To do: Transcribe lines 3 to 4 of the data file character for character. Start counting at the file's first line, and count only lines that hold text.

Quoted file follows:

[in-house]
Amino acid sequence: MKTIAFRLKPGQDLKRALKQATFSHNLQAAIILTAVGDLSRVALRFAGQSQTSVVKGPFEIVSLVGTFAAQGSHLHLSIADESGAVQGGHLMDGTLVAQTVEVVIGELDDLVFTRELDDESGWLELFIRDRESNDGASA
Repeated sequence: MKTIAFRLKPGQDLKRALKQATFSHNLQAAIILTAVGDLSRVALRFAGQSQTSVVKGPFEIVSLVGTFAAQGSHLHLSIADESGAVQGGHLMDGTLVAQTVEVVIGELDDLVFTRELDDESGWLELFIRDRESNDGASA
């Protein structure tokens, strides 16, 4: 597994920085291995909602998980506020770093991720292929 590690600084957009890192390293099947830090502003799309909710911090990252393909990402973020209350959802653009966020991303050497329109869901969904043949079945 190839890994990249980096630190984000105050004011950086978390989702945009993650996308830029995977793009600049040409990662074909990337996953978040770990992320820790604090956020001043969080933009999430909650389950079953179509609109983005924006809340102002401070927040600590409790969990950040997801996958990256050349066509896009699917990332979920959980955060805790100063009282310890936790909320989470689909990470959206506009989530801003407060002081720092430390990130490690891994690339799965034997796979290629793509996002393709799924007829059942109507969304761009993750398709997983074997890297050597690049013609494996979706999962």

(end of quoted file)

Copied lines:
Repeated sequence: MKTIAFRLKPGQDLKRALKQATFSHNLQAAIILTAVGDLSRVALRFAGQSQTSVVKGPFEIVSLVGTFAAQGSHLHLSIADESGAVQGGHLMDGTLVAQTVEVVIGELDDLVFTRELDDESGWLELFIRDRESNDGASA
């Protein structure tokens, strides 16, 4: 597994920085291995909602998980506020770093991720292929 590690600084957009890192390293099947830090502003799309909710911090990252393909990402973020209350959802653009966020991303050497329109869901969904043949079945 190839890994990249980096630190984000105050004011950086978390989702945009993650996308830029995977793009600049040409990662074909990337996953978040770990992320820790604090956020001043969080933009999430909650389950079953179509609109983005924006809340102002401070927040600590409790969990950040997801996958990256050349066509896009699917990332979920959980955060805790100063009282310890936790909320989470689909990470959206506009989530801003407060002081720092430390990130490690891994690339799965034997796979290629793509996002393709799924007829059942109507969304761009993750398709997983074997890297050597690049013609494996979706999962």